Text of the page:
Considerable areas of the polar oceans are covered by sea ice, formed by frozen sea water. The extent and thickness of the ice pack influences local and regional ecology and climate. The ice thickness is particularly important for the ice-cover survival during warm summers. Wind and ocean currents compress and shear the sea ice, and can break and stack ice into ridges. Current sea ice models assume that the ice becomes increasingly rigid as ridges of ice rubble grow. Modeling sea ice as bonded particles, we show that ice becomes significantly weaker right after the onset of ridge building. We introduce a mathematical framework that allows these physical processes to be included in large-scale models.
Today a new paper of mine is published in the AGU-group journal Journal of Advances in Modeling Earth Systems, and it is written with co-authors Olga Sergienko and Alistair Adcroft at Princeton University (New Jersey, USA). I use my program Granular.jl for the simulations.
The Effects of Ice Floe-Floe Interactions on Pressure Ridging in Sea Ice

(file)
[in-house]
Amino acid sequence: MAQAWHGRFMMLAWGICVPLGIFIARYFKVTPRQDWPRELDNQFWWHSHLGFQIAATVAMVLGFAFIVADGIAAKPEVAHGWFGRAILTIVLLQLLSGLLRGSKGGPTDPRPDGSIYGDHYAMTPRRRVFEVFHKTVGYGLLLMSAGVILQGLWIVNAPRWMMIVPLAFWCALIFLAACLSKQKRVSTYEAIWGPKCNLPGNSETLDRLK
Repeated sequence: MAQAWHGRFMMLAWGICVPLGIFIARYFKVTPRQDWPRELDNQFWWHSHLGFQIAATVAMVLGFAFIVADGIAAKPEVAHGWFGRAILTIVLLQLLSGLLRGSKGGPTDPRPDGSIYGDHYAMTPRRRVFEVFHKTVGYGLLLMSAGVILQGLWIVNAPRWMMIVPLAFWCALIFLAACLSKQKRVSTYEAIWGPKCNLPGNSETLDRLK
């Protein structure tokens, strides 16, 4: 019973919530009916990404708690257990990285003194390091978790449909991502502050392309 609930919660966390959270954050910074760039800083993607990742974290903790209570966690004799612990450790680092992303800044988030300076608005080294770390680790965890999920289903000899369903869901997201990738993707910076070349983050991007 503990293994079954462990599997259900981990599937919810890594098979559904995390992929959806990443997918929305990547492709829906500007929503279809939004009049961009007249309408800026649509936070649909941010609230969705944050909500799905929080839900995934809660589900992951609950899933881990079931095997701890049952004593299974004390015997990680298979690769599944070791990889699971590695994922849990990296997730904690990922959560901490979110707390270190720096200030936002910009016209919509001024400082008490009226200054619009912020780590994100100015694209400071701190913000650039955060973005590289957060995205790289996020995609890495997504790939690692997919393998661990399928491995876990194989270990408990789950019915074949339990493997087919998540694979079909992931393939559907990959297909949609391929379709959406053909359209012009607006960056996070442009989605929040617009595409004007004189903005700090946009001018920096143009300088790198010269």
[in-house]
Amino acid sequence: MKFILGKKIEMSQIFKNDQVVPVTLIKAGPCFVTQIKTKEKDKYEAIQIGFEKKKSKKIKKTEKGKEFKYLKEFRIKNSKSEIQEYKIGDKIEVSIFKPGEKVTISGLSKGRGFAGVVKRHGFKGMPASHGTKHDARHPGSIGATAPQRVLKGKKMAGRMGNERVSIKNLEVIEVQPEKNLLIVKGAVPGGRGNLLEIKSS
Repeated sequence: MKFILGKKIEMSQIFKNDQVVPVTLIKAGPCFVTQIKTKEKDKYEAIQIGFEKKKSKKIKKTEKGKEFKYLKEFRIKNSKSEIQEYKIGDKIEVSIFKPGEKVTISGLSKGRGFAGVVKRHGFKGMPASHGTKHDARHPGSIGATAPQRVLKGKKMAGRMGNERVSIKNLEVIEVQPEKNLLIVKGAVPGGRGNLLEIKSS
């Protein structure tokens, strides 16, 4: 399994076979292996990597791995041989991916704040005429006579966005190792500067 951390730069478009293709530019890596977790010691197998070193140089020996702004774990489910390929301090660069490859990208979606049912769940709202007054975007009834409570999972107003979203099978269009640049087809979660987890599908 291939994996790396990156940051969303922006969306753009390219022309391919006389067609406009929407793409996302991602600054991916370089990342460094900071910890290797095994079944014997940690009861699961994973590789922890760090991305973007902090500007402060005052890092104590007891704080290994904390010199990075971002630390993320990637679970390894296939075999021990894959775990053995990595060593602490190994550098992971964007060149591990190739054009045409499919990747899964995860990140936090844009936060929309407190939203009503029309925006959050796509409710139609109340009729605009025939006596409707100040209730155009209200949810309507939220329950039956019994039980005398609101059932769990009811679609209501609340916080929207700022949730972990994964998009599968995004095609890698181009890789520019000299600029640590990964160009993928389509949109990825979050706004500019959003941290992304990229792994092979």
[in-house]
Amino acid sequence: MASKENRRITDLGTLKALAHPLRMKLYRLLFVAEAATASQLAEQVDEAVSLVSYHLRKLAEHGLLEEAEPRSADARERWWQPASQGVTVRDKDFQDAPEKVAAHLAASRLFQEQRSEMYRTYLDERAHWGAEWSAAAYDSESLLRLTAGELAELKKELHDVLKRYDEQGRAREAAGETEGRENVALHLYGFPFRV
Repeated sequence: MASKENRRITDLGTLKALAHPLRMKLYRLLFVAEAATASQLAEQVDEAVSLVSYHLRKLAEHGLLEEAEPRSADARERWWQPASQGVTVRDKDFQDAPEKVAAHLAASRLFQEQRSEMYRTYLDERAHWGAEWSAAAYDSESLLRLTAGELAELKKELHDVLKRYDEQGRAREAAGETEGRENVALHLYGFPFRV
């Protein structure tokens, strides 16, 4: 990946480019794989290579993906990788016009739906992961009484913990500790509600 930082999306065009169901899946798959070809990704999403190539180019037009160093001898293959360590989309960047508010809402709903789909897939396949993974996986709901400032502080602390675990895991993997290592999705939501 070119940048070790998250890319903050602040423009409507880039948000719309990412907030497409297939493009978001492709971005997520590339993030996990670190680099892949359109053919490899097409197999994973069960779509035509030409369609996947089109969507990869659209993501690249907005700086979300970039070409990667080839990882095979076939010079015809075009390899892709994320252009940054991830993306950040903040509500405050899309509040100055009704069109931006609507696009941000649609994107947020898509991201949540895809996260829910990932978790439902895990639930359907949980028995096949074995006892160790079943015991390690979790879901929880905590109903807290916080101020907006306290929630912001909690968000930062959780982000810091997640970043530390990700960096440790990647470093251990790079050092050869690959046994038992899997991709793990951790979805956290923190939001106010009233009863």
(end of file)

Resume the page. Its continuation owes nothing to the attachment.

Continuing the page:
The mechanical interactions between ice floes in the polar sea-ice packs play an important role in the state and predictability of the sea-ice cover. We use a Lagrangian-based numerical model to investigate such floe-floe interactions. Our simulations show that elastic and reversible deformation offers significant resistance to compression before ice floes yield with brittle failure. Compressional strength dramatically decreases once pressure ridges start to form, which implies that thicker sea ice is not necessarily stronger than thinner ice. The mechanical transition is not accounted for in most current sea-ice models that describe ice strength by thickness alone. We propose a parameterization that describes failure mechanics from fracture toughness and Coulomb sliding, improving the representation of ridge building dynamics in particle-based and continuum sea-ice models.